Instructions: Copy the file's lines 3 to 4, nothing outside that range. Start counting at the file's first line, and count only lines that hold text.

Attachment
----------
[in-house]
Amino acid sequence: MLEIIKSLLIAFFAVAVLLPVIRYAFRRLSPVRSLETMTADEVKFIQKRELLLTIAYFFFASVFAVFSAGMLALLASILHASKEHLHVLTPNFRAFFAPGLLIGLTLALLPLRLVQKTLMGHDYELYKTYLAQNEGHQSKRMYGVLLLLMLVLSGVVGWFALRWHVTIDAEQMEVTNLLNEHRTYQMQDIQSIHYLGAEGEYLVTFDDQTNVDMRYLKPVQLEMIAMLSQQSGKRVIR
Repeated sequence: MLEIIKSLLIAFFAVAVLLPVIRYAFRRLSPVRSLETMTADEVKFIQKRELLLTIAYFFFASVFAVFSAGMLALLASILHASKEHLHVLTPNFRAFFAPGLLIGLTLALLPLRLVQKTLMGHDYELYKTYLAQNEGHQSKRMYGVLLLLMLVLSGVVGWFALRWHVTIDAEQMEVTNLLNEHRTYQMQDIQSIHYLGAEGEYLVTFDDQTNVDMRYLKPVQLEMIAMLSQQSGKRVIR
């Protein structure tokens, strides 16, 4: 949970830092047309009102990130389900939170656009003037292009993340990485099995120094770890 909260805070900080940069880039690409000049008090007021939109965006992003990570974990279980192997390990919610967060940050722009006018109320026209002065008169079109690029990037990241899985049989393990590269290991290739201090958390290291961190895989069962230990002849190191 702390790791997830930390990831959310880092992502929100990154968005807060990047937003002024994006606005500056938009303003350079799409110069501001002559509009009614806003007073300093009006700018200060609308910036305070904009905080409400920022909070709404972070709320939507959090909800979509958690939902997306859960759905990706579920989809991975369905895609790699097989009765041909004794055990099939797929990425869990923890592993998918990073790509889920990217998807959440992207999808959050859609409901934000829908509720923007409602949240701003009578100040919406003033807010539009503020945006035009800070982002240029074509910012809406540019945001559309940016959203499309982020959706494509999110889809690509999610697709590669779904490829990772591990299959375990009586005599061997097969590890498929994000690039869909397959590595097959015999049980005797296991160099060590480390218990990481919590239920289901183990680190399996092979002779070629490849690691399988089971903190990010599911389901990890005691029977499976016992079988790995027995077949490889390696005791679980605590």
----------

Repeated sequence: MLEIIKSLLIAFFAVAVLLPVIRYAFRRLSPVRSLETMTADEVKFIQKRELLLTIAYFFFASVFAVFSAGMLALLASILHASKEHLHVLTPNFRAFFAPGLLIGLTLALLPLRLVQKTLMGHDYELYKTYLAQNEGHQSKRMYGVLLLLMLVLSGVVGWFALRWHVTIDAEQMEVTNLLNEHRTYQMQDIQSIHYLGAEGEYLVTFDDQTNVDMRYLKPVQLEMIAMLSQQSGKRVIR
């Protein structure tokens, strides 16, 4: 949970830092047309009102990130389900939170656009003037292009993340990485099995120094770890 909260805070900080940069880039690409000049008090007021939109965006992003990570974990279980192997390990919610967060940050722009006018109320026209002065008169079109690029990037990241899985049989393990590269290991290739201090958390290291961190895989069962230990002849190191 702390790791997830930390990831959310880092992502929100990154968005807060990047937003002024994006606005500056938009303003350079799409110069501001002559509009009614806003007073300093009006700018200060609308910036305070904009905080409400920022909070709404972070709320939507959090909800979509958690939902997306859960759905990706579920989809991975369905895609790699097989009765041909004794055990099939797929990425869990923890592993998918990073790509889920990217998807959440992207999808959050859609409901934000829908509720923007409602949240701003009578100040919406003033807010539009503020945006035009800070982002240029074509910012809406540019945001559309940016959203499309982020959706494509999110889809690509999610697709590669779904490829990772591990299959375990009586005599061997097969590890498929994000690039869909397959590595097959015999049980005797296991160099060590480390218990990481919590239920289901183990680190399996092979002779070629490849690691399988089971903190990010599911389901990890005691029977499976016992079988790995027995077949490889390696005791679980605590």